It’s the first issue of a new team and things are getting off to a great start as the city celebrates the fall of the Magistrate. Now recognized as the hero he is once again, Batman nonetheless finds himself slightly off-center with the city he loves – not least because of things like the BatVillain-themed billionaires gala he finds himself forced to “attend.” Maybe he needs a little time away from home? Not-so-fortunately, life is about to hand him the perfect excuse to take a trip.
Well, here we are! A new era begins for Batman with the arrival of new writer Joshua Williamson, here joined by Jorge Molina and Mikel Janin.
Going into Batman #118, I wasn’t entirely certain of what to expect. I have immense respect for Williamson’s work – most recently both Infinite Frontier and the ongoing Robin series have taken my heart by storm. In fact, back when James Tynion IV announced his departure, Williamson was on the shortlist of writers I was desperately hoping would get his chance on the flagship Batbook.
That said, there’s always a little anxiety – the best kind, mind you – around a change in the creative team on a beloved character. Whether you loved or hated the previous team, ch-ch-ch-change is coming, and regardless of how you feel about the team coming in, you can’t be sure whether their vision for these characters that mean so much to readers and fans will be something you can get on board with.
As of right now, my fan-fueled anxieties are more or less quieted down, with one glaring concern remaining… which I will get to later.
Appropriately for having just settled into a new status quo both inworld and on a meta-level, Batman #118 has that kind of fresh coat of paint feel that you want in a new beginning, while also feeling in some ways like a return to form. Tynion’s run was a little unusual, having focused heavily on new characters and new mythology, and pushing the Batman mythos toward a more modern – even futuristic – place rather than the traditional gothic horror look we’re all used to.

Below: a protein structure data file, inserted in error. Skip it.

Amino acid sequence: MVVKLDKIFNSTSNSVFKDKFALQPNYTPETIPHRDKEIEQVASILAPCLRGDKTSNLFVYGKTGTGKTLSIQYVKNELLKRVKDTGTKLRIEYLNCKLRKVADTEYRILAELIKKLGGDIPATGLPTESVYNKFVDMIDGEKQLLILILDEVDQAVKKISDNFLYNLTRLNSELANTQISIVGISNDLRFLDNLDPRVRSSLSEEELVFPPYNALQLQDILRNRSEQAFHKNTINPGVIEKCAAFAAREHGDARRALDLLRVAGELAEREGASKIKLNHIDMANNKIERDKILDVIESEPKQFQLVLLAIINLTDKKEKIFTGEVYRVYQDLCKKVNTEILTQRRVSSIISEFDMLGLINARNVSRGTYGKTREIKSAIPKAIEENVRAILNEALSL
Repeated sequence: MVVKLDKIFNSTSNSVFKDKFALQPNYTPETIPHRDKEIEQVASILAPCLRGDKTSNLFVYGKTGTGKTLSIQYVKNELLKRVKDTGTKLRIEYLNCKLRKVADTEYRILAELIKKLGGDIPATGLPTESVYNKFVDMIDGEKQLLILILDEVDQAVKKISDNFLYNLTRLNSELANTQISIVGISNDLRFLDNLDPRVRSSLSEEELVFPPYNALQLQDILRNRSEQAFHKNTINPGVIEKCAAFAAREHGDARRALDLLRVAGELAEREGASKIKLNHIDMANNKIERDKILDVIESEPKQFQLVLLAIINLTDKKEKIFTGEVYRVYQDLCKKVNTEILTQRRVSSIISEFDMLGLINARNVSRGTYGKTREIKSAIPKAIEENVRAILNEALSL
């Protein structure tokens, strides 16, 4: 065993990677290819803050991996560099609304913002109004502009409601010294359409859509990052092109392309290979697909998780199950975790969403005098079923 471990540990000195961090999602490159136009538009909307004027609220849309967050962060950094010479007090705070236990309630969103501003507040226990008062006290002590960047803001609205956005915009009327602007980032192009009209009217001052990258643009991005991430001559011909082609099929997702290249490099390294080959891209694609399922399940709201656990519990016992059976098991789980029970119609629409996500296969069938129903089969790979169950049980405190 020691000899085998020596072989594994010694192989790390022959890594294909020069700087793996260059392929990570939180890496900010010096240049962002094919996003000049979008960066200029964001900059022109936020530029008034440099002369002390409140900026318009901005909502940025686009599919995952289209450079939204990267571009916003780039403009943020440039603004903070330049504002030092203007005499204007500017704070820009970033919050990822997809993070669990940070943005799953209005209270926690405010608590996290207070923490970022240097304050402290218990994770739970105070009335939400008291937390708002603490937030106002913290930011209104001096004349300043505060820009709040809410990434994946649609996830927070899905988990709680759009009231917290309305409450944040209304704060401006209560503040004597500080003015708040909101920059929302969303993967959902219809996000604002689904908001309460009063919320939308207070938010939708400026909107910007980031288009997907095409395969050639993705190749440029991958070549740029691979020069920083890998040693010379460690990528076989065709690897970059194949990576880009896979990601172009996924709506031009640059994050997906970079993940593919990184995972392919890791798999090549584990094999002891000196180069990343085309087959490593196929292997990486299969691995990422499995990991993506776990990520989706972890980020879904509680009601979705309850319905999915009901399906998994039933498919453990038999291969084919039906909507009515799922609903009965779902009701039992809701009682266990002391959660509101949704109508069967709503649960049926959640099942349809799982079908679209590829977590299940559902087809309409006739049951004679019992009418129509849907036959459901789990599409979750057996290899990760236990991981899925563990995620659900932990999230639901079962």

Perhaps most importantly for comparison, though, Tynion’s Batman was essentially a nonstop action-horror book, with most of the street-level, detective-angled stuff and the personal day-to-day of being Bruce Wayne left to Detective Comics. For me, this split worked – Batman was the plot-driver of the line after all, and it wasn’t as though the other parts of Bruce’s life were being neglected, they were just relegated to Detective Comics instead. However, as much as it didn’t bother me personally, it’s been near impossible to overlook the fact that many readers missed having that detective focus and the quieter moments in the book.
This brings us here, to the opening pages of Batman #118. The city is celebrating – people are dancing in the streets, and there are fireworks in the sky. Over this jubilant scene, the “voice” of two men frames the reason for the excitement in the air: the madness of the Magistrate has fallen, long live the more mundane madness of life in a crime-ridden city. That last bit is important because as it turns out, our narrators are two petty criminals wandering the streets, ready to break into a pawn shop – another day, another crime. Sure there’s a shadow on the rooftop, but it can only be one of the city’s famed gargoyles. Given how busy he is with major threats – corrupt organizations and supervillains – you wouldn’t expect to see Batman looking to dust it up in back-alleys now, right? …right?
It’s a classic moment and a tone-setter. Immediately we can understand Williamson’s Batman – despite the over-the-top threats he has been known for confronting in recent years, he is no less willing to confront petty criminals breaking into a single independent store now than he ever was. In the same way, however, we also understand how he fits into Gotham: of course, your average burglar wouldn’t expect him to bother with them, right? He’s out there fighting gods and monsters. He’s toppling fascist regimes. What would he be doing standing on the roof overlooking some store?
His relationship with Gotham has changed. He is no longer the man on the streets, the vigilante on the ground. He has saved Gotham, but it isn’t quite clear yet what his role in the city should be. Throughout the issue, Williamson builds on this feeling. He pursues mercenaries to a Billionaire’s Ball themed after Gotham Villains – his former colleagues turning the real horrors of Gotham into their playground – and is asked for an autograph by a little girl dressed as Punchline. That’s not to say that Gotham is celebrating its darker element of course – in fact, it’s celebrating Batman himself, but that’s a little uncomfortable for him, too. Later, when asked what he does after a big win, all he can think of is a parade of the people he’s lost, the relationships that have ended.